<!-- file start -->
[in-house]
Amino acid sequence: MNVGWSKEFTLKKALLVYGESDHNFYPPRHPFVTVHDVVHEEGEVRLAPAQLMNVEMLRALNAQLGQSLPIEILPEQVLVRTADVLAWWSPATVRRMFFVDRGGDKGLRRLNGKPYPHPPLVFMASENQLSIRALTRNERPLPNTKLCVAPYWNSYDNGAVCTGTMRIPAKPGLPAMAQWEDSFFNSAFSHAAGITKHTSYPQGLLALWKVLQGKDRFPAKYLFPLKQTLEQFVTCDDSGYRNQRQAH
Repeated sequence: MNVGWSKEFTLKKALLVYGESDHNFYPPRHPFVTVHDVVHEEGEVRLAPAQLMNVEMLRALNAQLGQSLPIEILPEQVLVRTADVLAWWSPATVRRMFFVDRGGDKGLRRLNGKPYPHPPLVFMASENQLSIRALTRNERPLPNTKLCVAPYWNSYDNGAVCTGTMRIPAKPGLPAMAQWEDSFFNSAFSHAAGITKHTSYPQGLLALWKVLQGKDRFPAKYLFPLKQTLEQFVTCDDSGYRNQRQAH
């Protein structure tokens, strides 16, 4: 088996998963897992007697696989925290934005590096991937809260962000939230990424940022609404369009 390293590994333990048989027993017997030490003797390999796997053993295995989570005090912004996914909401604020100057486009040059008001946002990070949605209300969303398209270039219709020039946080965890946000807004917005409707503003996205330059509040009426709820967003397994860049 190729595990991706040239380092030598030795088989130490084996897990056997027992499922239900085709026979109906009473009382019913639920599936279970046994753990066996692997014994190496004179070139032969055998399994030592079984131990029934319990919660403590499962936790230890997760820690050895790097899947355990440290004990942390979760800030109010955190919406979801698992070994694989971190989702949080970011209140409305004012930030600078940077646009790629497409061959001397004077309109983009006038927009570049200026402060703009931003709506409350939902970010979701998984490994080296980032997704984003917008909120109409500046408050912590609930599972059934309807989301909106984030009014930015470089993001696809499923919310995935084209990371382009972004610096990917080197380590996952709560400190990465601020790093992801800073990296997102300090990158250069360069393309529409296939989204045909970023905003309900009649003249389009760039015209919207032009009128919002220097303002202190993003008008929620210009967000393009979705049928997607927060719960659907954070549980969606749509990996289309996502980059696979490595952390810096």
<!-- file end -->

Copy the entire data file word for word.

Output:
[in-house]
Amino acid sequence: MNVGWSKEFTLKKALLVYGESDHNFYPPRHPFVTVHDVVHEEGEVRLAPAQLMNVEMLRALNAQLGQSLPIEILPEQVLVRTADVLAWWSPATVRRMFFVDRGGDKGLRRLNGKPYPHPPLVFMASENQLSIRALTRNERPLPNTKLCVAPYWNSYDNGAVCTGTMRIPAKPGLPAMAQWEDSFFNSAFSHAAGITKHTSYPQGLLALWKVLQGKDRFPAKYLFPLKQTLEQFVTCDDSGYRNQRQAH
Repeated sequence: MNVGWSKEFTLKKALLVYGESDHNFYPPRHPFVTVHDVVHEEGEVRLAPAQLMNVEMLRALNAQLGQSLPIEILPEQVLVRTADVLAWWSPATVRRMFFVDRGGDKGLRRLNGKPYPHPPLVFMASENQLSIRALTRNERPLPNTKLCVAPYWNSYDNGAVCTGTMRIPAKPGLPAMAQWEDSFFNSAFSHAAGITKHTSYPQGLLALWKVLQGKDRFPAKYLFPLKQTLEQFVTCDDSGYRNQRQAH
């Protein structure tokens, strides 16, 4: 088996998963897992007697696989925290934005590096991937809260962000939230990424940022609404369009 390293590994333990048989027993017997030490003797390999796997053993295995989570005090912004996914909401604020100057486009040059008001946002990070949605209300969303398209270039219709020039946080965890946000807004917005409707503003996205330059509040009426709820967003397994860049 190729595990991706040239380092030598030795088989130490084996897990056997027992499922239900085709026979109906009473009382019913639920599936279970046994753990066996692997014994190496004179070139032969055998399994030592079984131990029934319990919660403590499962936790230890997760820690050895790097899947355990440290004990942390979760800030109010955190919406979801698992070994694989971190989702949080970011209140409305004012930030600078940077646009790629497409061959001397004077309109983009006038927009570049200026402060703009931003709506409350939902970010979701998984490994080296980032997704984003917008909120109409500046408050912590609930599972059934309807989301909106984030009014930015470089993001696809499923919310995935084209990371382009972004610096990917080197380590996952709560400190990465601020790093992801800073990296997102300090990158250069360069393309529409296939989204045909970023905003309900009649003249389009760039015209919207032009009128919002220097303002202190993003008008929620210009967000393009979705049928997607927060719960659907954070549980969606749509990996289309996502980059696979490595952390810096």